Emacs philosophy usually leads to implement core functions not related to text processing in specialized external programs, and then use Elisp to provide an Emacs interface to those programs. As an advantage, the core software is not specific to Emacs (that is the case for Elisp programs) and can be used in other contexts.

However, it may be convenient to implement a few simple numerical computations directly in Elisp, rather than always interfacing it with external programs. Being Elisp mathematical library rather limited, a more comprehensive numerical library is welcome. Fortunately, Emacs incorporates Calc, an algebra system written in Elisp. Calc is a program mainly meant to be called from Emacs, rather than a proper numerical library. However, a simple interface to Calc from other Elisp code is provided by the nice function calc-eval. Here we show its usage through a couple of examples.

For a complete guide to Calc see the official documentation (the source code is under-documented, don't waste time on that and refer to the manual instead), in particular the section about how to call Calc from other Lisp programs. The following code has been tested with GNU Emacs 24.5.1 and calc-eval is already on the list of recommended autoload functions, so no special preparations are needed to load Calc before calling calc-eval.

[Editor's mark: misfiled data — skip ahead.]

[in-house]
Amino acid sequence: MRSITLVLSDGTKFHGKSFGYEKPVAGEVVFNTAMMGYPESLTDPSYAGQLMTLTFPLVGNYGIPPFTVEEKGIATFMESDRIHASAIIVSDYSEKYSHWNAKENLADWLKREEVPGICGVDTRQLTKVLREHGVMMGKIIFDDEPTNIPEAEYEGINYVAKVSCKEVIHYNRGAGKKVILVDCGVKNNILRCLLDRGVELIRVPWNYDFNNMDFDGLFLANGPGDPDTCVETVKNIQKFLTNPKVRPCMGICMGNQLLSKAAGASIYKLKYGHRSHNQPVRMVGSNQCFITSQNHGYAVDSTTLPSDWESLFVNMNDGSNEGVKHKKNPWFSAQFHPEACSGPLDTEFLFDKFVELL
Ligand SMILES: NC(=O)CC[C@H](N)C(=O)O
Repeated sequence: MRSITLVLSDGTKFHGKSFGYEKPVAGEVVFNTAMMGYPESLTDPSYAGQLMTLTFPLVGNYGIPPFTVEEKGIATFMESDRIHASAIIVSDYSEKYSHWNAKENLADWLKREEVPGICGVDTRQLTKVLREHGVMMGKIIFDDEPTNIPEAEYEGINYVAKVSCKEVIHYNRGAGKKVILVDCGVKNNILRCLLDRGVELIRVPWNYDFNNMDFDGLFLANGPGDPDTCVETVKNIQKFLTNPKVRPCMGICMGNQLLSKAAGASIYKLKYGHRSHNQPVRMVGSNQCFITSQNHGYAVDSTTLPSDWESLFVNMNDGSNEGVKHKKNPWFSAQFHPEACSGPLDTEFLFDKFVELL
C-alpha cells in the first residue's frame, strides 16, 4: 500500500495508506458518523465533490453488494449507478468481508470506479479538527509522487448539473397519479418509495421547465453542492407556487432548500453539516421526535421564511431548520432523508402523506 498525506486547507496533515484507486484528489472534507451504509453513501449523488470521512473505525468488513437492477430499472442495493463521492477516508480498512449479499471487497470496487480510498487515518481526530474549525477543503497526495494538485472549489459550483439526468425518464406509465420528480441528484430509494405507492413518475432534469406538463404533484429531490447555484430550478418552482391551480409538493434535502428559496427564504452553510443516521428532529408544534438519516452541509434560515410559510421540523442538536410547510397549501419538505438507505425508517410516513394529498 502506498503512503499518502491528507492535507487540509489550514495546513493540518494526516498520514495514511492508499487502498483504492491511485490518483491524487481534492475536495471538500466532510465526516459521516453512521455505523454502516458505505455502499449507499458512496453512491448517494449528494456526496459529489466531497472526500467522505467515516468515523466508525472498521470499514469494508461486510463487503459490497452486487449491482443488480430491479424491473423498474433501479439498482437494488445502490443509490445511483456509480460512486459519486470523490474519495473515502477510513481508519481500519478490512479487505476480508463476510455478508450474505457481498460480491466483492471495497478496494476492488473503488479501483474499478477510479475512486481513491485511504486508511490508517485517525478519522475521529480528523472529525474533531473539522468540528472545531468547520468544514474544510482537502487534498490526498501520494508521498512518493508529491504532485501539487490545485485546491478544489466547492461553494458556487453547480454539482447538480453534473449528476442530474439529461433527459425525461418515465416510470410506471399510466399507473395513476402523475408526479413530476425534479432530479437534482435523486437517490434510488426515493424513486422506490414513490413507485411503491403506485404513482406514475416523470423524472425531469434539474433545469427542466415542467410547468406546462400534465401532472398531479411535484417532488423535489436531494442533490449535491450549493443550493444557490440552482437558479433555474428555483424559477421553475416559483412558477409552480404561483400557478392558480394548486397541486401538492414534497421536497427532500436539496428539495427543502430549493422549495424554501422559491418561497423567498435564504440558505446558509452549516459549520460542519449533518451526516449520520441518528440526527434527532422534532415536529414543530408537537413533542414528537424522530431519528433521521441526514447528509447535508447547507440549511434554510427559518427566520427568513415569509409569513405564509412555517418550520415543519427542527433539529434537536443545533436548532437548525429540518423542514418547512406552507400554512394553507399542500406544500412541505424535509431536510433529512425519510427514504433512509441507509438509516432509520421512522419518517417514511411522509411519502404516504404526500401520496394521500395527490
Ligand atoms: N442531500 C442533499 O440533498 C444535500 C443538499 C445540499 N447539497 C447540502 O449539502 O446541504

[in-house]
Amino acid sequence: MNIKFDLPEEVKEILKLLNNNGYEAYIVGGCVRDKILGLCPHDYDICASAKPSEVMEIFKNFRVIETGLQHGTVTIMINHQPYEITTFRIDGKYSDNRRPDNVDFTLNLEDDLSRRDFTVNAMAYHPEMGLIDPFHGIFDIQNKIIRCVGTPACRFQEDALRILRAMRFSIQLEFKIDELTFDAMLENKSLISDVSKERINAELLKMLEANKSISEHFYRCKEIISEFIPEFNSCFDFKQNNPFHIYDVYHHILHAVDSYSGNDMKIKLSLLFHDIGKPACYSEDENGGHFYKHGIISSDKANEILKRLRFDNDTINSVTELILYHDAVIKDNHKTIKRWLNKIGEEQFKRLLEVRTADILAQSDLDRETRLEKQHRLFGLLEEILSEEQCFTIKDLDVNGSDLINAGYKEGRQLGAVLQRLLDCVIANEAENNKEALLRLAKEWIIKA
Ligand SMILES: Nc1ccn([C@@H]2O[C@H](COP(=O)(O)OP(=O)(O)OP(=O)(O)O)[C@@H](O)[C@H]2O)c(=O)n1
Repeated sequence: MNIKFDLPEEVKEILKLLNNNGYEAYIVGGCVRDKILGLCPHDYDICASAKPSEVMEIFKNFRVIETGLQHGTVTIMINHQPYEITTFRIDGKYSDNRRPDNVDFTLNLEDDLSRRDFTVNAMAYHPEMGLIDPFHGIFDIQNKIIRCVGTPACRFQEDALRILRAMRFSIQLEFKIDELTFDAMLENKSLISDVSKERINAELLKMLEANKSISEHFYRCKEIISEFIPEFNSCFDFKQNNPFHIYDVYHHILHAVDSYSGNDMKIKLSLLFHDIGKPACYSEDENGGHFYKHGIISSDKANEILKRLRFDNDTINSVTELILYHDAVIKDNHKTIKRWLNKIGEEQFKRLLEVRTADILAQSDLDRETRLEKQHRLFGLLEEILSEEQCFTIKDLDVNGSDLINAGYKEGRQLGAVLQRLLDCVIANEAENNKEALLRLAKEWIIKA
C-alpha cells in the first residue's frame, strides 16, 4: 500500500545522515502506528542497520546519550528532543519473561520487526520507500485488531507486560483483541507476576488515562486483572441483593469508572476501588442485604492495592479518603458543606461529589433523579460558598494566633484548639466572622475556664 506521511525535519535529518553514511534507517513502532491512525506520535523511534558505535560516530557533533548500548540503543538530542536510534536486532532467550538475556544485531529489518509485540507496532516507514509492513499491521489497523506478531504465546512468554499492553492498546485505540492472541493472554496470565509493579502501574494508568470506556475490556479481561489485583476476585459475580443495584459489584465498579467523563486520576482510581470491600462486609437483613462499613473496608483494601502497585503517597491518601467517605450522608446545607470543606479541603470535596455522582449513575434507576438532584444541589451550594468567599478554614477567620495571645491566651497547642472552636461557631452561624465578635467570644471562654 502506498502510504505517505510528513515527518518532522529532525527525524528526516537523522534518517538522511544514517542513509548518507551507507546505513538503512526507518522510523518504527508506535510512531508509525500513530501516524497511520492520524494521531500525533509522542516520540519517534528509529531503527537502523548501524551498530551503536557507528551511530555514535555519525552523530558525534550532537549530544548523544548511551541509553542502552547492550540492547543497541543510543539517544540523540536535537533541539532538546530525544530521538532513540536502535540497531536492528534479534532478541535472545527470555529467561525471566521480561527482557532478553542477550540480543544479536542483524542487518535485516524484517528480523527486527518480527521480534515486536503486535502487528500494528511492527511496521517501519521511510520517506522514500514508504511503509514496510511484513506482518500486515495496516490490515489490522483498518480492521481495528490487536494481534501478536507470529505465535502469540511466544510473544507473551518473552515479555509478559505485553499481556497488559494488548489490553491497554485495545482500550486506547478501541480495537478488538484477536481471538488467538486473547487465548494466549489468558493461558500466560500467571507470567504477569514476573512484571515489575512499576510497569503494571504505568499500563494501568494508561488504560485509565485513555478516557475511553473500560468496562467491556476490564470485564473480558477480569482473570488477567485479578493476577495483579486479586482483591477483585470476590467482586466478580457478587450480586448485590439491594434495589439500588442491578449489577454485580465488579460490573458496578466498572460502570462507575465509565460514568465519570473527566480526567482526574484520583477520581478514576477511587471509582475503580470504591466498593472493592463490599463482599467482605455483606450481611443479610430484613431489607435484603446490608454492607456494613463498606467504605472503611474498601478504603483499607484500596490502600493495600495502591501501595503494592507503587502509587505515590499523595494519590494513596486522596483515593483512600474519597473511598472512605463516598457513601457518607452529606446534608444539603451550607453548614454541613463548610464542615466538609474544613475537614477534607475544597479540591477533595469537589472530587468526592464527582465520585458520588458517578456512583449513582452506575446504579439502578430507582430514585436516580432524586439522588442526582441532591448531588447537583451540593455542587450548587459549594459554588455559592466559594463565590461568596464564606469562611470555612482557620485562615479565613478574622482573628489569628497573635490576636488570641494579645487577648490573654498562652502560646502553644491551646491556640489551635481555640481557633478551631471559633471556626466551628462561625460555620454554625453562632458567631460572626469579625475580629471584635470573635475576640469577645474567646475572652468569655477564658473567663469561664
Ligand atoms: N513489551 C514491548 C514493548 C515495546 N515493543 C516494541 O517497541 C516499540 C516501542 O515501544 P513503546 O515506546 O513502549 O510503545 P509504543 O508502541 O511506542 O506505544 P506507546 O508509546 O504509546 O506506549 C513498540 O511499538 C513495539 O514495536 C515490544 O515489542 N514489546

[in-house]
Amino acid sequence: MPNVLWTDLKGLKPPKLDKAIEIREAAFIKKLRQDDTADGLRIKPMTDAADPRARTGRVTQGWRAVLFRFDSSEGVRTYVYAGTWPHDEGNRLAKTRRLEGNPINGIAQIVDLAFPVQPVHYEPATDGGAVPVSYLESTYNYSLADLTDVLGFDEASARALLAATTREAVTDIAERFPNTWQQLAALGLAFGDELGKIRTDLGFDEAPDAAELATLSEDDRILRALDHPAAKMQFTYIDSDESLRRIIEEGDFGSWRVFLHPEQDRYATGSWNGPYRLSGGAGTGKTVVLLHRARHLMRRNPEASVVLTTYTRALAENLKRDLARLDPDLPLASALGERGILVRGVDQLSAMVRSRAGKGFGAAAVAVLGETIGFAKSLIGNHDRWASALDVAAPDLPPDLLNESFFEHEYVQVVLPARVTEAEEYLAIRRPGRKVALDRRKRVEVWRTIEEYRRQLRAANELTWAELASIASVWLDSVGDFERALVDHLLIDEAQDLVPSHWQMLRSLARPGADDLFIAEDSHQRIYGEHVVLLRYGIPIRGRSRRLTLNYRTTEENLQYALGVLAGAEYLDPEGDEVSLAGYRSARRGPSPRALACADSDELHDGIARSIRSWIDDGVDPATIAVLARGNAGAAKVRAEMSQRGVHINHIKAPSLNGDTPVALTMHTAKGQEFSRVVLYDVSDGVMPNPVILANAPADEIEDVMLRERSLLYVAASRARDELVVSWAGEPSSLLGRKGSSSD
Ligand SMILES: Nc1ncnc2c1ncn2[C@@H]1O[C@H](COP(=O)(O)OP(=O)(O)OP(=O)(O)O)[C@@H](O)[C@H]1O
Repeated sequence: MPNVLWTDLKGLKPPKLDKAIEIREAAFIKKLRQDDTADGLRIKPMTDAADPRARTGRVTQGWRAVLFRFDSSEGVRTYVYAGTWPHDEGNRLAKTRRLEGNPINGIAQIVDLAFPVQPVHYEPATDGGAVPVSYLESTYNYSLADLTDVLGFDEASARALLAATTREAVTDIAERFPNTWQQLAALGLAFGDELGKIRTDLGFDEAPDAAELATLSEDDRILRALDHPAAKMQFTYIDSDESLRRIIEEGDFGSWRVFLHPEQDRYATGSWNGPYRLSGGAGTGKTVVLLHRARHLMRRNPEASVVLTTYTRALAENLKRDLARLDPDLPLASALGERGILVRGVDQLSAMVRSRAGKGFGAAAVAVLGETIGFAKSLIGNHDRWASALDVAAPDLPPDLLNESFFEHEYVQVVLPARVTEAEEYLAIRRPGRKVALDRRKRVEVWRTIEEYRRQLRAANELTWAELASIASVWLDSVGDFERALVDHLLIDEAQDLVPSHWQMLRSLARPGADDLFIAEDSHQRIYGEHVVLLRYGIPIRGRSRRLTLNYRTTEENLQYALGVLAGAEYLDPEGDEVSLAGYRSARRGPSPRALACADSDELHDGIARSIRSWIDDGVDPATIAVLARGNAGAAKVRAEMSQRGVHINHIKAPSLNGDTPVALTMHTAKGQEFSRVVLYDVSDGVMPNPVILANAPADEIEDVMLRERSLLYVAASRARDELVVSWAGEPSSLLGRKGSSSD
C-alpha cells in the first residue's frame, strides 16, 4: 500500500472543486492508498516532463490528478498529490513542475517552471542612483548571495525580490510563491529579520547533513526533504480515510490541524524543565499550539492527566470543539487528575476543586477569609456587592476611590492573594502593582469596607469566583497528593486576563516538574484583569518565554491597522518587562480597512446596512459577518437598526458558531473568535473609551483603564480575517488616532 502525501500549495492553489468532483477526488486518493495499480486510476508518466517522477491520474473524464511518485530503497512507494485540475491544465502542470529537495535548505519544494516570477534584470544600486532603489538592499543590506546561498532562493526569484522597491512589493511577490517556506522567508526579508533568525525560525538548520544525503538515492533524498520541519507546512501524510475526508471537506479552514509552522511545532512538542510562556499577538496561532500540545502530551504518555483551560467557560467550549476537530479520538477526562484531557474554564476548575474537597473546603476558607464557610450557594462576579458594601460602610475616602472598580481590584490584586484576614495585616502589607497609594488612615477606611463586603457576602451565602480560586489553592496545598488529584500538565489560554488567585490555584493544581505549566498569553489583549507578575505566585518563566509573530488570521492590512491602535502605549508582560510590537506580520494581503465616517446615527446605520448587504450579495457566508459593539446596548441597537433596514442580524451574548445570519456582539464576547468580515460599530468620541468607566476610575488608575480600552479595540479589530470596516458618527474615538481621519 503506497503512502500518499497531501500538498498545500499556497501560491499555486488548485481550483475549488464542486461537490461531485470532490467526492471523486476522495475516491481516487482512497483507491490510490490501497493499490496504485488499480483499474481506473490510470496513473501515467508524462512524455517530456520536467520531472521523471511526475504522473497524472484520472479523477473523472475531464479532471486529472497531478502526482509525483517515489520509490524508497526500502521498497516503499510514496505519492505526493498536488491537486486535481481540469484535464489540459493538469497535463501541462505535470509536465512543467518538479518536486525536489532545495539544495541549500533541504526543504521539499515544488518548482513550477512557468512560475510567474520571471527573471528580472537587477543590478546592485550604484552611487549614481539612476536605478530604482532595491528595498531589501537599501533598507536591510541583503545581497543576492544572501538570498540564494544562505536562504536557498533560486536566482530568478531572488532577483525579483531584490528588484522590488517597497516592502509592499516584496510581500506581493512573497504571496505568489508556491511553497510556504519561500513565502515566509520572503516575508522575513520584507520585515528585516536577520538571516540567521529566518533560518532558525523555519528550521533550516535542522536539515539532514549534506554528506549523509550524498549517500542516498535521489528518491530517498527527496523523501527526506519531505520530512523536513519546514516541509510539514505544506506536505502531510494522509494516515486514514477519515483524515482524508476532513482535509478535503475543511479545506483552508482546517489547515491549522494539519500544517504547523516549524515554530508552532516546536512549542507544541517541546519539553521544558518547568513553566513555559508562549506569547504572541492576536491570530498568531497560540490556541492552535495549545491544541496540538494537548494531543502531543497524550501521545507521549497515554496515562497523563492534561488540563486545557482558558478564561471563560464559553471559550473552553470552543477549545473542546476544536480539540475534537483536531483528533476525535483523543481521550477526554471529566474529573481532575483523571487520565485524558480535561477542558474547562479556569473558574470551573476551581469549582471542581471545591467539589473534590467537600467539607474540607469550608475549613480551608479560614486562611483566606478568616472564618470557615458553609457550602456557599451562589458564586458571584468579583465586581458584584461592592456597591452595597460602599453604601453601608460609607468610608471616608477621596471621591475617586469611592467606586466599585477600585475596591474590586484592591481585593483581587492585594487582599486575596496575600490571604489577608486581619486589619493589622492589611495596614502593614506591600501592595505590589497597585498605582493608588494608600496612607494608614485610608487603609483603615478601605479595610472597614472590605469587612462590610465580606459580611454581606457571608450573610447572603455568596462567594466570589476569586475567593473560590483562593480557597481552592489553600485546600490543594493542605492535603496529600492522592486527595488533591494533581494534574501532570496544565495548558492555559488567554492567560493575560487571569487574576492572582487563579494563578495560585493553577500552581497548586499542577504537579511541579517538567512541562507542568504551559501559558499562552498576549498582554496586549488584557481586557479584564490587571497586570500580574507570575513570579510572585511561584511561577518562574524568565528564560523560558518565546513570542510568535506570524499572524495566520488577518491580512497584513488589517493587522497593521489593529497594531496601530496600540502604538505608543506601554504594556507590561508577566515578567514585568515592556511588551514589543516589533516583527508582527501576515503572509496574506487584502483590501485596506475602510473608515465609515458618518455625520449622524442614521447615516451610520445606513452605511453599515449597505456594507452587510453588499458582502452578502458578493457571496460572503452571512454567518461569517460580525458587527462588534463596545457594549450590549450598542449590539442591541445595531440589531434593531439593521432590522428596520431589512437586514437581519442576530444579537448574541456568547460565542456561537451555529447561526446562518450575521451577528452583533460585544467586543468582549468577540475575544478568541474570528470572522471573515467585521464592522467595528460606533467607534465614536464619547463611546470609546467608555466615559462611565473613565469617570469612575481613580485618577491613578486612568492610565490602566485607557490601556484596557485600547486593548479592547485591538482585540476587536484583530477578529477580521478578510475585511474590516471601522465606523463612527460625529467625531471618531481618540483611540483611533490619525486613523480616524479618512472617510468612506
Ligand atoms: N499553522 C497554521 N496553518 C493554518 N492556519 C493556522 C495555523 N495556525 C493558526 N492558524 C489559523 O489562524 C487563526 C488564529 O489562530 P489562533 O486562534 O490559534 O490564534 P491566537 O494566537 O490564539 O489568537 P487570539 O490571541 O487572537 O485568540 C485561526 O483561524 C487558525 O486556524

On this page:

Elisp Overview

If you are reading this, chances are that you are already familiar with Elisp. If not, let's recall that Elisp (Emacs Lisp) is a dialect of the Lisp language family. It was designed as the extension language for the Emacs text editor. As such, its main focus is string manipulation and representation on screen. Despite more than 30 years of development, there seems to be no library dedicated to numerical computing in Elisp. Indeed, this is not why Elisp was created. Heavy computations may stuck Emacs, hence the full development environment at once.

Elisp code is composed by symbolic expressions enclosed by parenthesis and can be evaluated as follows. Copy the text on this page and paste it into Emacs. Place the cursor at the end of code parenthesis and press the key strokes `C-x C-e' (where C is the Ctrl key). For example:

(+ 1 1) <= cursor here, press C-x C-e

The result of the evaluation will be displayed in the Emacs mini-buffer. If anything goes wrong and you are stuck in some buffer without knowing what to do, press the key combination `C-g'.

See also An Introduction to Programming in Emacs Lisp for a gentle initiation to Elisp (and to programming in general).

Special Functions

First, to avoid bugs it is useful to point out that Calc gives to division a lower precedence than multiplication. Hence the algebraic expression 1 / 2 * 3 is interpreted as 1 / (2 * 3), not as (1 / 2) * 3 as it may be commonly expected. Apart from this convention, Calc algebraic expressions are fairly intuitive. The simplest usage of calc-eval is illustrated by the following call.

(calc-eval "1+1")
;; => "2"

Of course, the example above has no practical advantage over evaluating directly (+ 1 1). The advantage of calc-eval is that it allows to access several functions defined in Calc and not in the Elisp mathematical library. For instance, this is the case for hyperbolic functions. They can computed from scratch given the exponential function of Elisp mathematical library (or possibly using approximations or asymptotic forms depending on the value of the argument). Alternatively, they can easily be accessed from the Calc interface. Let's consider the hyperbolic sine sinh(x).